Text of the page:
Millions of older Americans are living in nursing homes or assisted living facilities and roughly seven percent of complaints on long-term care residences involve abuse, neglect or exploitation—according to the U.S. Department of Health and Human Services, Administration on Aging.
Better Business Bureau serving Alaska, Oregon and Western Washington and the Washington State Attorney General offer insight on identifying the warning signs of elder abuse and selecting care facilities.
Indicators of exploitation can be financial, physical or emotional, including: unusual cash withdrawals, investments or high-dollar purchases; adjusted wills, trusts or powers of attorney; poor skin condition, rashes, lice, infections, dehydration, malnutrition, drastic weight loss or unexplained injuries; or socially-withdrawn or non-communicative behavior.
• On site visits, do facilities appear safe, clean and organized? Do residents seem well cared for and in good spirits? Is the food appetizing and adjustable to dietary restrictions? Is there a daily activity schedule or do occupants seem under-engaged?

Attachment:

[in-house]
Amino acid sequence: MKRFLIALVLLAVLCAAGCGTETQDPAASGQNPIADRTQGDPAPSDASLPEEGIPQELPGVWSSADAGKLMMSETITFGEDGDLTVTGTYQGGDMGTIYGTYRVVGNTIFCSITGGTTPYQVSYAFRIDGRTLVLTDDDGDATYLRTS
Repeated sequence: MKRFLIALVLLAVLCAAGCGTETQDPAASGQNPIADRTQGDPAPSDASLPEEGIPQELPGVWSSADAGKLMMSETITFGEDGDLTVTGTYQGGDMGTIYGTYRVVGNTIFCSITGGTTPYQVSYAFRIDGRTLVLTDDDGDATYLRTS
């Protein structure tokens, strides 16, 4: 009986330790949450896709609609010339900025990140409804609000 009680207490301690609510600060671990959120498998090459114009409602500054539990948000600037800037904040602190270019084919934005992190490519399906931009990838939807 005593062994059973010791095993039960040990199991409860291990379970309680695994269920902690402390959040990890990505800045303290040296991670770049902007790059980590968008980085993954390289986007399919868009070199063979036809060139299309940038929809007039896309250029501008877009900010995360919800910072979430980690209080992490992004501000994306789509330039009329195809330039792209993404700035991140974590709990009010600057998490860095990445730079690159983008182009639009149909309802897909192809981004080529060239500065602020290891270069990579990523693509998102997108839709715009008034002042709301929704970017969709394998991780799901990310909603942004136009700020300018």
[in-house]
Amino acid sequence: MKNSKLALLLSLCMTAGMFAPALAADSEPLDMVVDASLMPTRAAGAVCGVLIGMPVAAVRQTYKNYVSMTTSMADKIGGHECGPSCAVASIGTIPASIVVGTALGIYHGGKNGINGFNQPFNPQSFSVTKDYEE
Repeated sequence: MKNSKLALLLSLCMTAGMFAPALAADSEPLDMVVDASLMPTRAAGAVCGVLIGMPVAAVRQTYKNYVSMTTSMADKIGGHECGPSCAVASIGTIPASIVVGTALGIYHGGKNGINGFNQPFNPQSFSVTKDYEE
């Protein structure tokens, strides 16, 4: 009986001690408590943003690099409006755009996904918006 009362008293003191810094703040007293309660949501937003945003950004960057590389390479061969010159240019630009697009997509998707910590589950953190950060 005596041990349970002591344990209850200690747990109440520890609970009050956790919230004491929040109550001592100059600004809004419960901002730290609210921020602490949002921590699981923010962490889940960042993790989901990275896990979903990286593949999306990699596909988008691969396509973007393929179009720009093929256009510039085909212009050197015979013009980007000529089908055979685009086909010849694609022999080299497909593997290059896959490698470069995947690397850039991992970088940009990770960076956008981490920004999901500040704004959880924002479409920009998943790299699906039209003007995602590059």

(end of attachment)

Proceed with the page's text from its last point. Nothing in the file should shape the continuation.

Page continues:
• Are visiting hours flexible? Can friends and families monitor care at any time?
• What is the ratio of aides to residents or patients? How quickly do caregivers respond to rings or calls for assistance? What is the demeanor of the caregivers? How do nursing homes compare in terms of quality of care at medicare.gov/quality-care-finder?
• What is the protocol on medical decisions? Will family be notified of all changes to doctors, medicines or other treatments beforehand?
• Do companies support the National Center for Assisted Living at ahcancal.org/ncal?
• Do facilities offer verifiable references? Do businesses have reliable ratings at bbb.org/us/find-business-reviews?
For guidance, turn to the U.S. Department of Health and Human Services’ National Center on Elder Abuse at ncea.aoa.gov. Report serious incidences to local law enforcement and file complaints with the Washington State Attorney General’s Office.